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Old 6th March 2013, 10:48 AM   #31
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OK, you have discovered something more that's useful to know about this design. The 21,5 and 23V voltages are about
what I was expecting but they aren't critical because the transformer input stage and capacitor output coupling mean
that the signal is isolated from the rest of the amplifier. Did you check 12V at the bases of Q6,7?
If that is within 0.5V, I think we can assume it's functional and I would set bias to midrange at 50mV in both channels.

I'm guessing, but I assume the hum in the bad channel was worse at a higher bias like 150 mV? If that is so, it means
the hum is still there and something else like the position of wiring, a cap, even a film type, may have deteriorated.
You can look at the hum waveform and trace it with your 'scope set at high sensitivity to find it's strongest location
and identify whether it's principally 60 Hz or 120 Hz which will tell you the origin - mains or PSU and this can help locate it.
After all, if it's radiated from mains wiring or the transformer, there's no point searching the circuitry for component faults.

Good work, anyway
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Old 6th March 2013, 03:24 PM   #32
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Hi Ian. Did not get to the 12V check, will do that tonight.

The hum was yes worse when the bias was higher. It's not so bad and I was thinking if it was in both channels I might let it go Once the volume's up to about 1 or 1.5, i.e. as soon as you start hearing the source, you don't hear it any more.

I spent five or ten minutes last night poking around at wiring, tapping things, bringing a ground to all the ground connections with a jumper, etc., couldn't find anything.

I was thinking the same, to try tracing the hum with the scope. I'm gonna guess it's 120Hz; what would that imply?

I have a couple more electrolytics on the tone board to replace this weekend but I'm guessing they won't be the problem. The fact that it has no response to the volume or any other controls seems to me to indicate it's being picked up after the tone control board and volume pot, at least, no?

Perhaps foolish also, I haven't tried putting the cover back on to see if maybe it's external and diminished by the cover...
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Old 6th March 2013, 09:23 PM   #33
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Noticed last night that I misread two cap values, C10 and C11, on either side of the FM Stereo lamp. I currently have 33uF instead of 100uF. Seems to be working fine, worth ordering new capse & changing?
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Old 6th March 2013, 09:54 PM   #34
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Quote:
Originally Posted by mmmalmberg View Post
I was thinking the same, to try tracing the hum with the scope. I'm gonna guess it's 120Hz; what would that imply?..........

The fact that it has no response to the volume or any other controls seems to me to indicate it's being picked up after the tone control board and volume pot, at least, no? ...
If it's 120 Hz hum, which you can tell because it has a rough edginess to the tone that is is heard in several higher harmonics, then it is almost guaranteed to be generated by the rectifier and it will most likely be in the power rail. That hum will be fed to every circuit and the only way to remove it is to increase the size of the large electros and adding more and smaller caps through the circuits, known sometimes as bypassing or decoupling caps. This is well and good but takes time and money to find the most effective points to add the parts and sometimes, RC filtering is necessary to have any effect on low level circuits.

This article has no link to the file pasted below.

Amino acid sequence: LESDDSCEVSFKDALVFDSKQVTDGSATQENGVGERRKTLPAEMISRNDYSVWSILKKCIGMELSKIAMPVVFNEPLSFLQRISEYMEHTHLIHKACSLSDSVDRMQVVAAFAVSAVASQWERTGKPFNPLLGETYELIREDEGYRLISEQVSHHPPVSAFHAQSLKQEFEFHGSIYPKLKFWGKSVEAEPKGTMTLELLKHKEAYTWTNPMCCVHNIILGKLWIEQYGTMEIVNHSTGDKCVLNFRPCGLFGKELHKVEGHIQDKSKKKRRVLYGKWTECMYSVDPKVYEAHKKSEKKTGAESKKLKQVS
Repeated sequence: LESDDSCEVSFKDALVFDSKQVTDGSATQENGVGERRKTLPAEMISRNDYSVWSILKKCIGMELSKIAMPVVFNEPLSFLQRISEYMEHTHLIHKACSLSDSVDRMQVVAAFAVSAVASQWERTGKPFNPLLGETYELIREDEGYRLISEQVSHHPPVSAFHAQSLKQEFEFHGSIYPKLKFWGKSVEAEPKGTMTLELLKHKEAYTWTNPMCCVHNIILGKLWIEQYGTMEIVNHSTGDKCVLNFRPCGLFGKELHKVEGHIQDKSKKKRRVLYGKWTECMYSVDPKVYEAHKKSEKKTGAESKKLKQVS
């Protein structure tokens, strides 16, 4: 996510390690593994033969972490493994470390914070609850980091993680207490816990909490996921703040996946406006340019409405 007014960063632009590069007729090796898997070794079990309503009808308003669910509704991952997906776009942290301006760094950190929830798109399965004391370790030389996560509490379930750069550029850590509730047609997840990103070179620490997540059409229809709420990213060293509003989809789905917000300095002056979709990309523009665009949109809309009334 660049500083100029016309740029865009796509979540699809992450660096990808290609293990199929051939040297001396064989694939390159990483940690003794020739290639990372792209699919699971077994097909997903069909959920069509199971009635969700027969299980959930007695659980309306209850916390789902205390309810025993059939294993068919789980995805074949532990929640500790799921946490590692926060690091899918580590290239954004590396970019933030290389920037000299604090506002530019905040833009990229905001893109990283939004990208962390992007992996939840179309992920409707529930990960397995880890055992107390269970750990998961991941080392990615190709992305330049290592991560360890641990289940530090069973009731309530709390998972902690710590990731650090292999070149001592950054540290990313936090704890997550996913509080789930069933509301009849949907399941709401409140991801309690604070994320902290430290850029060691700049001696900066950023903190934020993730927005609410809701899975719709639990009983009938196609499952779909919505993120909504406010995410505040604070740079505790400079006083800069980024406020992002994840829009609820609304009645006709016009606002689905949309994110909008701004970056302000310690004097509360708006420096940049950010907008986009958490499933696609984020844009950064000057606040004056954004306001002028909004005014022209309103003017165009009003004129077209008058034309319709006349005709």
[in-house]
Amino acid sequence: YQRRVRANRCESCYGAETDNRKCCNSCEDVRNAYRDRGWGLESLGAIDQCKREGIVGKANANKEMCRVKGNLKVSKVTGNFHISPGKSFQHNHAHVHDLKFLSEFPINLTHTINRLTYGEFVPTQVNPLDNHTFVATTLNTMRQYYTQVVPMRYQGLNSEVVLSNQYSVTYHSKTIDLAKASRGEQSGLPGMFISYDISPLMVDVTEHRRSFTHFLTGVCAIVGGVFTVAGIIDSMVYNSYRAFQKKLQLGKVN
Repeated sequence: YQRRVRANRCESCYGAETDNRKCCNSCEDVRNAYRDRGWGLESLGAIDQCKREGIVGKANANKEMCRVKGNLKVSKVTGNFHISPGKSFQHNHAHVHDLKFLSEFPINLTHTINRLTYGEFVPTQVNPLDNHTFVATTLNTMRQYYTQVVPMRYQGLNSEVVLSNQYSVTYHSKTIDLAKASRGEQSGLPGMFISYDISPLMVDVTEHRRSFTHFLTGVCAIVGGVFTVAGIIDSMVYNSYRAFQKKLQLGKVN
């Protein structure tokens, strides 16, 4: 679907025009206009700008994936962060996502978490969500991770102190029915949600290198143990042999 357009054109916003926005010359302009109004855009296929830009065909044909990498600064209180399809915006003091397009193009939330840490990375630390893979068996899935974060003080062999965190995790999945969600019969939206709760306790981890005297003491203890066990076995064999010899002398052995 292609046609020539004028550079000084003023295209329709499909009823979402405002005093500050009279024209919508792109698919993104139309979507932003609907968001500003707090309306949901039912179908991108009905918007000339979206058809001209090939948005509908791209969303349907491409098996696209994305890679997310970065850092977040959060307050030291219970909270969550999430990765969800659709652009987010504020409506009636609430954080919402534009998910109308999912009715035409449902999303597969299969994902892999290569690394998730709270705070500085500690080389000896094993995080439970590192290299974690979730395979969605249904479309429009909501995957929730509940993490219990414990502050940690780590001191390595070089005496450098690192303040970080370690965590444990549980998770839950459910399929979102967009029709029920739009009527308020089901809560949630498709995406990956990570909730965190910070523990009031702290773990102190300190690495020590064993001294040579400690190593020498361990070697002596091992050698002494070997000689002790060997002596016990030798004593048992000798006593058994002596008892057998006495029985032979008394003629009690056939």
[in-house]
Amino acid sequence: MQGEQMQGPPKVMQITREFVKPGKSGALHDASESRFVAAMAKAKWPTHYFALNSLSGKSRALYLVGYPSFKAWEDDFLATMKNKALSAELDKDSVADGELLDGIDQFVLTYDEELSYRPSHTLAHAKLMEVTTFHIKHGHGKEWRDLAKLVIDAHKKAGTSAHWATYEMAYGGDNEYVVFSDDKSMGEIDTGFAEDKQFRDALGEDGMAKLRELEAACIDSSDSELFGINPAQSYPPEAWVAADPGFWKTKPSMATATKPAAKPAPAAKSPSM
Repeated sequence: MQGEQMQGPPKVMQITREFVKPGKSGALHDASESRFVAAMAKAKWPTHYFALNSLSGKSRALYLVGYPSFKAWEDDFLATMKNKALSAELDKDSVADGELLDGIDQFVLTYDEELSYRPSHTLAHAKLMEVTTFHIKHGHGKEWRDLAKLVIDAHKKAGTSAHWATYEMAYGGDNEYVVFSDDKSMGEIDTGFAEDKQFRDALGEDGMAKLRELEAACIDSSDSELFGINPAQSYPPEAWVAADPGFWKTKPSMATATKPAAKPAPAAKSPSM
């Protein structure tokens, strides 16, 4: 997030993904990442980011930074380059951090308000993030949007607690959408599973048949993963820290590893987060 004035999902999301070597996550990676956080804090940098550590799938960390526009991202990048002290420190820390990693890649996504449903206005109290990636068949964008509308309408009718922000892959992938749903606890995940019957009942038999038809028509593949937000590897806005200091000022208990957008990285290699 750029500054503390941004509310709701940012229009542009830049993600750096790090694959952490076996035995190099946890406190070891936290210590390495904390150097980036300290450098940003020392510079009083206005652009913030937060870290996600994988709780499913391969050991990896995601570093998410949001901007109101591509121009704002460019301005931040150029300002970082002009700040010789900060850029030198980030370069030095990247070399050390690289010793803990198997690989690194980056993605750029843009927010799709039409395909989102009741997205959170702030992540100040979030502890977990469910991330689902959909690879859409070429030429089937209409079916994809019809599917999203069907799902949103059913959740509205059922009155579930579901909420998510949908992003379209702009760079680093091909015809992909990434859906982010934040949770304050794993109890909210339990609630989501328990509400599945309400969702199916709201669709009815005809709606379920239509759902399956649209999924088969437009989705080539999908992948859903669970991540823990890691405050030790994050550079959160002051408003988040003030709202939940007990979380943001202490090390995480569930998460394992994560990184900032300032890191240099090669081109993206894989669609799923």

Nevertheless, the hum is also radiated by power leads, which should always be routed away from sensitive wiring and circuits such as preamps and the input stage of the power amp. Typically, in a single rail amplifier like this one, the power supply and ground return should be twisted together and routed away from the boards and signal connections. Twisting a feed and return wire pair helps cancel some of the noise field around the wires and that means less noise/hum.

If it is a deep, sonorous 60Hz, that's likely electromagnetically induced from the transformer or mains wiring which, if you think about it, is part easy and part impossible to deal with unless the circuits are somewhat immune to it, as balanced supplies can be. Still, we have to make the best of what is there, warts and all. I don't think it would have been a noticeably noisy receiver originally, but certainly, buyer expectations in the 1960's were a lot less for hum and noise than they are now.

A lot of guys are peeved when they buy an old amp. based on it's reputation of good sound quality, only to find that it hums, thumps and has objectionable noise when controls are operated. Sometimes, those "endearing qualities" were there in the original amp and nobody thought twice about it but now, noise levels are well under -100dB wrt full output and this is dead quiet. Playing even good vinyl now would seem quite noisy at only -75 dB.
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Last edited by Ian Finch; 6th March 2013 at 09:57 PM.
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Old 6th March 2013, 10:04 PM   #35
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This amp sounds pretty great now overall. The hum's only in one channel which makes me think it's not in the design of the amp and was probably not that way new. It would however be quite livable as is. Plus it's not my amp and I'm not being paid

I do of course have new p.s. caps in there along with everything else, not lots larger than stock, I went from 1500uF to 1800uF times 2 caps.